See Hershel Shanks, “Should the Term ‘Biblical Archaeology’ Be Abandoned?” BAR 07:03. Dever is there quoted as saying “I do dissociate myself from the term ‘Biblical archaeology’ … There probably is no such thing.” See also Shanks, “Whither ASOR?” BAR 09:05; William G. Dever, “What Archaeology Can Contribute to an Understanding of the Bible,” BAR 07:05; and Dever, “On Abandoning the Term ‘Biblical Archaeology’,” Queries & Comments, BAR 07:05.


The joint annual meetings of the American Academy of Religion (AAR), the Society of Biblical Literature (SBL), and the American Schools of Oriental Research (ASOR).


See previoius footnote.


Norman Gottwald, The Hebrew Bible—A Socio-Literary Introduction (Philadelphia: Fortress, 1985); The Tribes of Yahweh (Maryknoll, NY: Orbis Books, 1979) and “Were the Early Israelites Pastoral Nomads?” BAR 04:02. See also P. Kyle McCarter, Jr., “A Major New Introduction to the Bible,” Bible Review, Summer 1986.


Compare Dever’s claim that “the result [of recent innovations] is already clearly something so radically different that we must distinguish it, for better or worse, as the ‘new archaeology’.” “The Impact of the ‘New Archaeology’ on Syro-Palestinian Archaeology,” Bulletin of the American Schools of Oriental Research 242 (1981), p. 18.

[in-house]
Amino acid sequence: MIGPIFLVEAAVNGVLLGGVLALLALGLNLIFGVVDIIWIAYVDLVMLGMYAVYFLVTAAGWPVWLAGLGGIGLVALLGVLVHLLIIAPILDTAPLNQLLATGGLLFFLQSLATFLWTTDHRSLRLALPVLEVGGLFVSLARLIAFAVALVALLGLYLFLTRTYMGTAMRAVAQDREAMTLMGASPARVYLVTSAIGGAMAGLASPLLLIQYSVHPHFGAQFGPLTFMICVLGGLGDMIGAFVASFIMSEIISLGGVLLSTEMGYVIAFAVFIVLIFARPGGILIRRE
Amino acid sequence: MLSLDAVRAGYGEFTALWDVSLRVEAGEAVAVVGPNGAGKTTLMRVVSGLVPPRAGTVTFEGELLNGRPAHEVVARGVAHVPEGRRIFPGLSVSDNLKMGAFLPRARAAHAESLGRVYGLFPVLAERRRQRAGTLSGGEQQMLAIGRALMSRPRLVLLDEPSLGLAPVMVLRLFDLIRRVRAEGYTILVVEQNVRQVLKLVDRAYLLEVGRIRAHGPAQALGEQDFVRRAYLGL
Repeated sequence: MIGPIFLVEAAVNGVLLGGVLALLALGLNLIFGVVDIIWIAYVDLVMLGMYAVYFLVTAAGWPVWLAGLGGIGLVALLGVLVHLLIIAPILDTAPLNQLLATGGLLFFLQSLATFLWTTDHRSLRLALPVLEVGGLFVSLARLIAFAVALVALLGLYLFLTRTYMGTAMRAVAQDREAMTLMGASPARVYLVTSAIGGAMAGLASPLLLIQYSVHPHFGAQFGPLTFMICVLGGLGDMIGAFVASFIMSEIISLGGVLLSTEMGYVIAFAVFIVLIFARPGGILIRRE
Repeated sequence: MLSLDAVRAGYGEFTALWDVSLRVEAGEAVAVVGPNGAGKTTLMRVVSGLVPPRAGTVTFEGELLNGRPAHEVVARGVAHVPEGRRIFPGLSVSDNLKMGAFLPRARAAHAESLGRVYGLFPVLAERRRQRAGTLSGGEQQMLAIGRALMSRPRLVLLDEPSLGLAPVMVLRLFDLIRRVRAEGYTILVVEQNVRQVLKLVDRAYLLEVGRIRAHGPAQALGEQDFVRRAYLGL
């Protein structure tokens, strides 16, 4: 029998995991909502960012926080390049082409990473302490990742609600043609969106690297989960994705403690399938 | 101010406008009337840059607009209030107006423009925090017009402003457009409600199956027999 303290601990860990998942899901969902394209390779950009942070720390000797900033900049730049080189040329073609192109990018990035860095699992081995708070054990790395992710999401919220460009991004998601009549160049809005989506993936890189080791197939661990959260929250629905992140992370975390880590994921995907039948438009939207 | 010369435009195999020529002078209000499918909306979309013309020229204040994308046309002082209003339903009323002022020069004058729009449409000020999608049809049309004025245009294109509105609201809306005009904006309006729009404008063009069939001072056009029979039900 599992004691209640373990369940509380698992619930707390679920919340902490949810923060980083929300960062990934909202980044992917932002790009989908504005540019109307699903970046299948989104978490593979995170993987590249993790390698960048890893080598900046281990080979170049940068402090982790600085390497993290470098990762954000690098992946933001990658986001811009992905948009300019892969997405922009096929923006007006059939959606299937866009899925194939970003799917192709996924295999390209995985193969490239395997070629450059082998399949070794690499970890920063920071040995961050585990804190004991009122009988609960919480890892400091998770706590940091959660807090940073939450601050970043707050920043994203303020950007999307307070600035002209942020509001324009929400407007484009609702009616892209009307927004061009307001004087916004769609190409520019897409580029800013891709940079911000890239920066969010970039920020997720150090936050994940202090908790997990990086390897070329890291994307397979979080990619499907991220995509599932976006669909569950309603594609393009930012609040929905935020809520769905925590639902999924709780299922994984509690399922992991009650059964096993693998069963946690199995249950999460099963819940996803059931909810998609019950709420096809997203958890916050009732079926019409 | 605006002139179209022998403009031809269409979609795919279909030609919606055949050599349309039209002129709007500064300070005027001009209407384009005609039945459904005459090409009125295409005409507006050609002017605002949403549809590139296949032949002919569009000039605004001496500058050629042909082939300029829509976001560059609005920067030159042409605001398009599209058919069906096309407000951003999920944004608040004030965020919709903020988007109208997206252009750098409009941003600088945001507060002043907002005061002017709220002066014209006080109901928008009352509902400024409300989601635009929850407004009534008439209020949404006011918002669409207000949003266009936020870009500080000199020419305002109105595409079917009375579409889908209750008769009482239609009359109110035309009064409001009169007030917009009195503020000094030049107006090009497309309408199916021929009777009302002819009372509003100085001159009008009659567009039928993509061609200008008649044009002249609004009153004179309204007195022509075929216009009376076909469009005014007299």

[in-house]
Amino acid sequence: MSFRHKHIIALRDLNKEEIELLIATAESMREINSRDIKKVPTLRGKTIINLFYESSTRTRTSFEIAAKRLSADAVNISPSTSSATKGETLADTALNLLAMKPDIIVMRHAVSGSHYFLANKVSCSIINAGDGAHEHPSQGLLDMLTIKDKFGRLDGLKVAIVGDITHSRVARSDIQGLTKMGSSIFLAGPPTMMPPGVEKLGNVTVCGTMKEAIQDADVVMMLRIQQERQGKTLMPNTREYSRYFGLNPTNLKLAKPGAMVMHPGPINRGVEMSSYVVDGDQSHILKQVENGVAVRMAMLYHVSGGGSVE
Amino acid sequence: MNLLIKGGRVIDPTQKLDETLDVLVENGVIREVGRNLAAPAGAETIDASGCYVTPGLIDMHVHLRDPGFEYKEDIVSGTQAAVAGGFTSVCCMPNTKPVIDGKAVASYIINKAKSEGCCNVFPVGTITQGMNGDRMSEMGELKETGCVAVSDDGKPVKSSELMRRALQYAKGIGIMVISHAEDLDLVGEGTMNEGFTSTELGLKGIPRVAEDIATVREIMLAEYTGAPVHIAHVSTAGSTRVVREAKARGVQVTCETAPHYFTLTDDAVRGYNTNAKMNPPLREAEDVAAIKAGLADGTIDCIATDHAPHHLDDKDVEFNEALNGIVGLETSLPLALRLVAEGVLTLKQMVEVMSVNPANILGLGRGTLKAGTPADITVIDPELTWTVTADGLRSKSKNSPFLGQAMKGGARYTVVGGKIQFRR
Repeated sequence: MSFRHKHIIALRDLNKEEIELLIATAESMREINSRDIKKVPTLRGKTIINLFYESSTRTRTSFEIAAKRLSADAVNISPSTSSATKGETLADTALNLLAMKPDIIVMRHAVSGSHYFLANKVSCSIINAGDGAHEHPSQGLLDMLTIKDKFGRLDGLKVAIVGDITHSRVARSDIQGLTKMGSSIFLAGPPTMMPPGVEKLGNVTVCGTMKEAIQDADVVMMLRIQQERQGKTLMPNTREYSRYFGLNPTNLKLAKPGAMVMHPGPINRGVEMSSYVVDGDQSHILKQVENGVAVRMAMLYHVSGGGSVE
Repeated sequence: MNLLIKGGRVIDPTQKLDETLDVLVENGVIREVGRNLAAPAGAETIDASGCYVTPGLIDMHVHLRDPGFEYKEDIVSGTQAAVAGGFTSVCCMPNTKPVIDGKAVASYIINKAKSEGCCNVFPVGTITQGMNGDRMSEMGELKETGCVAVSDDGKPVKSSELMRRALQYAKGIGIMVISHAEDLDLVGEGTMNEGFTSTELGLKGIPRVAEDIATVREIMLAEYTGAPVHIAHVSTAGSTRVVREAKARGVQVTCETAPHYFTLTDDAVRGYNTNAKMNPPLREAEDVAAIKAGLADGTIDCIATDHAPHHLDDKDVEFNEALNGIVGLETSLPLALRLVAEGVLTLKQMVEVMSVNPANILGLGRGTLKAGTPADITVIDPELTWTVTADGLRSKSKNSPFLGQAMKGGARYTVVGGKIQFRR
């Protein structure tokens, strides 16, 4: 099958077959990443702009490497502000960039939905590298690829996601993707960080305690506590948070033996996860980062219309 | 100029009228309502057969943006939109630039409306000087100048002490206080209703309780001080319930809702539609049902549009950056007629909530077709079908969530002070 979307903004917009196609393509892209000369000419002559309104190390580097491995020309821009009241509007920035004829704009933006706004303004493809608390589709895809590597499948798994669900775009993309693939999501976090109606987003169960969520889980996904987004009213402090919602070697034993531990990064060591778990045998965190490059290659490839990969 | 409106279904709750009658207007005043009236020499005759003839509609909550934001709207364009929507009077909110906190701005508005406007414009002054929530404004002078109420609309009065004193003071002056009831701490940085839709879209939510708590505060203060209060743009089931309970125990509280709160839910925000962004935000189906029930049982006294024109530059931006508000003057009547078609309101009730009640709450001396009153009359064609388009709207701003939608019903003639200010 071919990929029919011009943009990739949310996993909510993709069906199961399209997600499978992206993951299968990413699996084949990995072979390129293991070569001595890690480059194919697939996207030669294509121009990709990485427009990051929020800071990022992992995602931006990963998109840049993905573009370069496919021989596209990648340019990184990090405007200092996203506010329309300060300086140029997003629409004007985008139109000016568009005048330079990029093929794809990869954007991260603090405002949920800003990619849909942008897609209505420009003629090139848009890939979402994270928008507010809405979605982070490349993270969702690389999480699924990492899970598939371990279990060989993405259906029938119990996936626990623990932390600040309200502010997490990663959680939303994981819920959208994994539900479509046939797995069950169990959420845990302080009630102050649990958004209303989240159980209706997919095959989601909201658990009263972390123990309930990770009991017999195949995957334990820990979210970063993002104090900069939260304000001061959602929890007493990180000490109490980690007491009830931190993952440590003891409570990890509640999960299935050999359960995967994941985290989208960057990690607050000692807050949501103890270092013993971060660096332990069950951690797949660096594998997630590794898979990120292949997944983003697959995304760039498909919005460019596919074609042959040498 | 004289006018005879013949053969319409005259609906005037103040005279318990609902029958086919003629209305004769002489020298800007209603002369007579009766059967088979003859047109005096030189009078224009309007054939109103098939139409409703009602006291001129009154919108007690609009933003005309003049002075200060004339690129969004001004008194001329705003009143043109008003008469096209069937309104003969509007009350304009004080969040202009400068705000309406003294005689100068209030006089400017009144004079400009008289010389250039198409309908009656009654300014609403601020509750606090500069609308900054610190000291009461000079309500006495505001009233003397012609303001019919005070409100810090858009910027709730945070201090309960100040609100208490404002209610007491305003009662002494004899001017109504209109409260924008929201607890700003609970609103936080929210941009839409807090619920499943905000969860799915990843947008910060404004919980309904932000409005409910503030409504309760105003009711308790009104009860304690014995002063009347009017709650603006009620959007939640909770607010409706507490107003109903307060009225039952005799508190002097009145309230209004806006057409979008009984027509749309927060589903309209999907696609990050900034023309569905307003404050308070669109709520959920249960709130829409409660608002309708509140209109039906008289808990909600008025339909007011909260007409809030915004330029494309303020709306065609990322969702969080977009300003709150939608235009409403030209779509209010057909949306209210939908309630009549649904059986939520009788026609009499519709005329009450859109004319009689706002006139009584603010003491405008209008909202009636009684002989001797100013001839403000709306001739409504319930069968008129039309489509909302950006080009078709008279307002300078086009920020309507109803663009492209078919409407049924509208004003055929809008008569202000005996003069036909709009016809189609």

William G. Dever, “Biblical Theology and Biblical Archaeology: An Appreciation of G. Ernest Wright,” Harvard Theological Review 13 (1980), p. 1.


As Lawrence Stager recently noted, “These hill people, whom Albright correctly identified with the early Israelites, were able to establish new settlements in formerly uninhabited areas ‘thanks to the rapid spread of the art … of constructing cisterns and lining them with waterproof lime plaster’,” citing Albright’s 1960 book, The Archaeology of Palestine. Stager, “The Archaeology of the Family in Ancient Israel,” Bulletin of the American Schools of Oriental Research 260 (1985), p. 9.


Compare the far more nuanced, careful and appropriately cautious discussion and limited conclusions presented by Moshe Kochavi and by Amihai Mazar in Biblical Archaeology Today (Jerusalem: Israel Exploration Society, 1985).


In all fairness, much of Dever’s analysis relies on the work of Harvard’s Lawrence Stager, especially his “The Archaeology of the Family in Ancient Israel,” Bulletin of the American Schools of Oriental Research 260 (1985). (Stager’s article won a Biblical Archaeology Society 1986 Publication Award for one of the most significant articles relating to archaeology and the Bible. The judges described Stager’s article as “a brilliant synthesis of archaeological and textual evidence concerning the social structure of early Israel and changes introduced in it by the establishment of the monarchy.”) Dever fully acknowledges his debt to Stager. It is when Dever goes beyond Stager that he gets in trouble.